So what are the rules about blurring out faces in press photographs and TV news and documentaries? Are we protecting the innocent, or maybe the guilty? I’m confused. Is it the perpetuators, the criminals and the revolutionaries we shouldn’t see, or the police who catch them, or the innocent parties that happen to be in the picture? When ex-President Aznar flipped the bird the other day at some students who said he was a monster, we were treated in the Spanish press to Aznar, his raised second finger and the students, but not the surprised fellow with the computer-generated re-touch standing next to the truculent politician.
In England, they would have edited the offending digit.
When they remove the prisoners’ faces in those tedious documentaries about life behind bars in Alabama, I can’t help wondering (as I search for the TV control) why they don’t want us to see them. We might recognise them if we saw them again?
This would be a bad thing?
Sometimes – for our benefit and viewing pleasure – children’s faces will be blurred, if we are talking about children, or perhaps we see them modestly just from the waist down, or then again, the children just appear in the photograph, or video, because we were talking about something else. They are children, nothing more, except on news shows when they become victims or, just sometimes, future prisoners in Wandsworth. Conversely, why could we see Jon Venables as a child, but not as an adult?
Are we protecting them from these sex-lunatics we hear about, who will commit foul crimes upon themselves if left to contemplate this photo (but not that one)? So why are we occasionally covering or distorting their faces and why is it the other way round on the American shows? Or is it?
Lawyers, in a word. Don’t get me started.
It gets worse, the producers now blur out bits of the decoration they don’t like. The fellow’s tee-shirt on the Discovery Channel might have a brand-name written on it, or his cap, for Goodness sake (better not swear!). And what did that footballer just do? Heavens-to-Betsy! Blur it out!
This explains the fuss with Justin Timberlake revealing one of the boobies from that Jackson girl during the Super Bowl. We had already contemplated the horror before the producers could hit the Red Button. In fact, now they have the ‘one minute delay’.
And, as I think further, why do we suppress the sound of swearing in Anglo shows, with a LOUD BLEEP to make sure that the viewers will know that the censors and defenders of public morals are ever vigilant. Now they even put a blurry bit over the mouth so we can appreciate the censor’s zeal – unless you, the viewer, happens to be one of those rare people who can read lips closely enough to have the sound turned off (with the added advantage of not being pestered by those irritating BLEEPs), yet is somehow stirred to violence, wrath and the Old Testament by the prospect of a naughty word. If not, let me tell you all about subtitles.
Of course, beyond a previous agreement with the editor, I must abide by the Anglo rules of printing swear-words in my article with an absurd substitution of asterisks with just the first letter appearing before to give clever adults a guide as to what I might mean, yet confuse those children who look forward to my weekly output and would read them all in one go if only the adults ‘ud let them.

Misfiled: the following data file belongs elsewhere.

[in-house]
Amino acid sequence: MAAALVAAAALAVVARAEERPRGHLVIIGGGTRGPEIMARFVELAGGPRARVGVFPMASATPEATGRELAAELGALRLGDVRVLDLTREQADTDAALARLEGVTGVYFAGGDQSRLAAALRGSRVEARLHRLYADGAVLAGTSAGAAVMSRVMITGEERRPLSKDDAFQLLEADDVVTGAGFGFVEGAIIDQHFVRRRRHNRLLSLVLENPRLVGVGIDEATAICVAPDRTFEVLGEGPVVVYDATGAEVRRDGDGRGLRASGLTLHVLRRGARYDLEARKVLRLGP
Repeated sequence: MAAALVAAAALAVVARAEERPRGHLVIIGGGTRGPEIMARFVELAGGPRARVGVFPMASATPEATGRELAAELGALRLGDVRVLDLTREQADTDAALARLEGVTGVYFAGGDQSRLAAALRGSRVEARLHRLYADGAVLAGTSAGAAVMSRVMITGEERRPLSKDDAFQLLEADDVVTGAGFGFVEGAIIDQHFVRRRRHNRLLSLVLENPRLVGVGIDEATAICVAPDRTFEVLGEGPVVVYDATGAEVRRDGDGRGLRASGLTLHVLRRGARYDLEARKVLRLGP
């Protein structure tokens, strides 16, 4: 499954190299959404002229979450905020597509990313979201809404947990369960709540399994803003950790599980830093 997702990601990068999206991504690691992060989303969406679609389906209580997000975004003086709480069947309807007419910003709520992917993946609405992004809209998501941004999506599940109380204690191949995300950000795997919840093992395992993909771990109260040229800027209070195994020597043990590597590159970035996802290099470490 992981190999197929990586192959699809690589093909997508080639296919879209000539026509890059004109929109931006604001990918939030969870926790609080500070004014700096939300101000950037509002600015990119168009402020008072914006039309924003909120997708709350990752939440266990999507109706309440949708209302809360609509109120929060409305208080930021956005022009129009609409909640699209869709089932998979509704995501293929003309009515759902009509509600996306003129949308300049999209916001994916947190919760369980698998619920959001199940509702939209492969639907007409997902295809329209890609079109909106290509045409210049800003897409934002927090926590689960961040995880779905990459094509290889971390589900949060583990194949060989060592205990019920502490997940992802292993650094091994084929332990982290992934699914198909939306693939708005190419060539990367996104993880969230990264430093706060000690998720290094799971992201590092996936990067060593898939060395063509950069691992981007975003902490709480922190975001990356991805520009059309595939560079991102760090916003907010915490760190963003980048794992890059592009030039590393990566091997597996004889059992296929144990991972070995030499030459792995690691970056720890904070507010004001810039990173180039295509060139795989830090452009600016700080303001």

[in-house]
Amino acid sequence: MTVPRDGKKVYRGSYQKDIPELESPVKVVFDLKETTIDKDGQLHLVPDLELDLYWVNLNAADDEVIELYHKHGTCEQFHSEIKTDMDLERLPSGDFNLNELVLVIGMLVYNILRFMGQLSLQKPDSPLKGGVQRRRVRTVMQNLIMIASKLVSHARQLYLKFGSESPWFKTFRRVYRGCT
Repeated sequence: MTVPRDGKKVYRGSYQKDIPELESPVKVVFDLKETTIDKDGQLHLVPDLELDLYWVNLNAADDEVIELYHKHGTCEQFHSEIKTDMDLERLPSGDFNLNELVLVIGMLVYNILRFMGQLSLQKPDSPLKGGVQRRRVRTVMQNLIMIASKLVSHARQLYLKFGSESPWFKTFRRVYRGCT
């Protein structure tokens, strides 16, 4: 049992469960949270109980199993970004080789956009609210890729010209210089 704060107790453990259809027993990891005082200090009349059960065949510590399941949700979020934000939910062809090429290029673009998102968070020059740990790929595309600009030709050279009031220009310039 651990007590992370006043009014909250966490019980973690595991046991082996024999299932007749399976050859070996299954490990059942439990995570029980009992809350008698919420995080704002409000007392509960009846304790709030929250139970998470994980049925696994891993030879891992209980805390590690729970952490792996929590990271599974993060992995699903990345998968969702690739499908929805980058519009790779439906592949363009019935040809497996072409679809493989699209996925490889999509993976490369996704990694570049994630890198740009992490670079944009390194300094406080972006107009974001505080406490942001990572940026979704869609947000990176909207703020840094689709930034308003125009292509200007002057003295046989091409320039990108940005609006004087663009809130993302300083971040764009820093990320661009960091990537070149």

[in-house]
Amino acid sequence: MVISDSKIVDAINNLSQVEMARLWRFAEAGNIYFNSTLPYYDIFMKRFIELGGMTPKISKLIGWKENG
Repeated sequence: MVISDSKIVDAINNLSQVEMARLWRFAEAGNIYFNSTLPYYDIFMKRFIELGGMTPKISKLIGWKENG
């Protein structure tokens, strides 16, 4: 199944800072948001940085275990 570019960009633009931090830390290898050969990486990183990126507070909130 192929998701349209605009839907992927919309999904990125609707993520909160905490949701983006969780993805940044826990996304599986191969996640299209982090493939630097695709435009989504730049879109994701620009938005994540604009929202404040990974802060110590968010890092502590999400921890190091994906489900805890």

Those same kids are now expected to be in bed by 10.00pm as something called a ‘watershed’ is passed at this time. I am sure that they have watched enough ‘grown-ups’ telly’ long before they blossom into discovering the superior diversions of booze, sex and the other manifold attractions of young adulthood. In Spain, at least, the government control on our viewing is considerably more relaxed – and they don’t usually wait until 10.00pm before switching on ‘the better stuff’. In fact here, even some of the adverts are downright risqué. Unfortunately, the European parliament, again concerned about public decency, has recently managed to hold in check quite a bit of Spain and Italy’s more lusty output on the ‘little screen’, no doubt to keep those sweet little kids pure – those that bother to stay in and watch the box. Telly, come to think of it, is now no longer used at all by the eight to eighteen demographic, which prefers the endless attractions of the Internet where, despite the best efforts of Mrs Whitehouse’s continental successor, we can still pretty much find anything we want and, after a brave ruling from a Spanish judge recently, download anything we want as well (El Mundo 13 March) – at least here in España. Avatar, anyone?
Spain has nevertheless picked up a few ideas from the Anglos and will now blur things it doesn’t approve of. Policeman’s faces are often pixelated here and on occasion can sometimes be covered by a sinister looking black balaclava – particularly in the Basque Country – as if the local population would tear them apart if they only knew who it was that was marching their handcuffed second-cousins from their homes during a dawn raid.
So, as the blurry figures from the Sky TV – and, who knows, maybe YouTube – together with the silly expurgated BLEEPs, flicker and echo through the household, what about Hollywood? Have you ever seen a movie with a swear-word and a blurred mouth? No, you haven’t.
You won’t on Spanish TV either – here, they are not afraid of their language. All those expressive four (five and eight) letter words which pepper the idiom are given their full value, not hidden behind those silly asterisks. Honestly, the children don’t mind.
And, whether we can join the dots or not I don’t really know, but there is a lot less crime and disrespect here in Spain than you will find in Britain. Perhaps because the populace isn’t treated entirely like an idiot.